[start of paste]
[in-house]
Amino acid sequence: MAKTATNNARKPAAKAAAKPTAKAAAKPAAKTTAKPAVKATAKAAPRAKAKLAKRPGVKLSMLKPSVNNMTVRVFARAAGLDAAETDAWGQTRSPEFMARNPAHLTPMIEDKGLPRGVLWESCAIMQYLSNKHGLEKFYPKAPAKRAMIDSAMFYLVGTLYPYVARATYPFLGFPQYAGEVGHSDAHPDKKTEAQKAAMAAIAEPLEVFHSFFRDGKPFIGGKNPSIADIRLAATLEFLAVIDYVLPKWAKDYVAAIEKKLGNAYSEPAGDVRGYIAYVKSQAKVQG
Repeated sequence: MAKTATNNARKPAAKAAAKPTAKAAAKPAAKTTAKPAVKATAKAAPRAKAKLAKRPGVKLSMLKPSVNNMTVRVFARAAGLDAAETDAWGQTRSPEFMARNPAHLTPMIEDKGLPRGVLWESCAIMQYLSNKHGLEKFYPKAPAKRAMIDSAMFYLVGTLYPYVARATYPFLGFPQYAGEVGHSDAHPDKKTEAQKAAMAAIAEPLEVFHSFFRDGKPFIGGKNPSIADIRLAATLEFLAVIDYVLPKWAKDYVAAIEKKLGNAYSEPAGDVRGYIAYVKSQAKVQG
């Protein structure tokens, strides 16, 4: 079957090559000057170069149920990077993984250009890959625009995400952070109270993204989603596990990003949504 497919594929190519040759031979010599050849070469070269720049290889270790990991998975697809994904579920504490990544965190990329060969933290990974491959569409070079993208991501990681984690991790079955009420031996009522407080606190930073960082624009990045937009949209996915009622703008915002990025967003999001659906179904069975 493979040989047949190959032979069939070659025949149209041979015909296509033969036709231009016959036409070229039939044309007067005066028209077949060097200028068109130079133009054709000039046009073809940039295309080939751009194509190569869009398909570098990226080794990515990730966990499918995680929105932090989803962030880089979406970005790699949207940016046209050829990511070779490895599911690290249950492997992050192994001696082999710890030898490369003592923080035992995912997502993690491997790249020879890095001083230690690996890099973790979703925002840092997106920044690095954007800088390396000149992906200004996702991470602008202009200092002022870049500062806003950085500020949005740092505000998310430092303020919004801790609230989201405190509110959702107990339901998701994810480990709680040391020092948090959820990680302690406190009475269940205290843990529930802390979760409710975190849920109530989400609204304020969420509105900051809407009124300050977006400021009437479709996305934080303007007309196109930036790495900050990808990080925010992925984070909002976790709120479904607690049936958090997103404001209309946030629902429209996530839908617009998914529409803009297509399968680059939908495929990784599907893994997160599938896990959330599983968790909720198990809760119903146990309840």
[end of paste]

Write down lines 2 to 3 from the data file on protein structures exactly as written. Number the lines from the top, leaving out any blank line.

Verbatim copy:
Amino acid sequence: MAKTATNNARKPAAKAAAKPTAKAAAKPAAKTTAKPAVKATAKAAPRAKAKLAKRPGVKLSMLKPSVNNMTVRVFARAAGLDAAETDAWGQTRSPEFMARNPAHLTPMIEDKGLPRGVLWESCAIMQYLSNKHGLEKFYPKAPAKRAMIDSAMFYLVGTLYPYVARATYPFLGFPQYAGEVGHSDAHPDKKTEAQKAAMAAIAEPLEVFHSFFRDGKPFIGGKNPSIADIRLAATLEFLAVIDYVLPKWAKDYVAAIEKKLGNAYSEPAGDVRGYIAYVKSQAKVQG
Repeated sequence: MAKTATNNARKPAAKAAAKPTAKAAAKPAAKTTAKPAVKATAKAAPRAKAKLAKRPGVKLSMLKPSVNNMTVRVFARAAGLDAAETDAWGQTRSPEFMARNPAHLTPMIEDKGLPRGVLWESCAIMQYLSNKHGLEKFYPKAPAKRAMIDSAMFYLVGTLYPYVARATYPFLGFPQYAGEVGHSDAHPDKKTEAQKAAMAAIAEPLEVFHSFFRDGKPFIGGKNPSIADIRLAATLEFLAVIDYVLPKWAKDYVAAIEKKLGNAYSEPAGDVRGYIAYVKSQAKVQG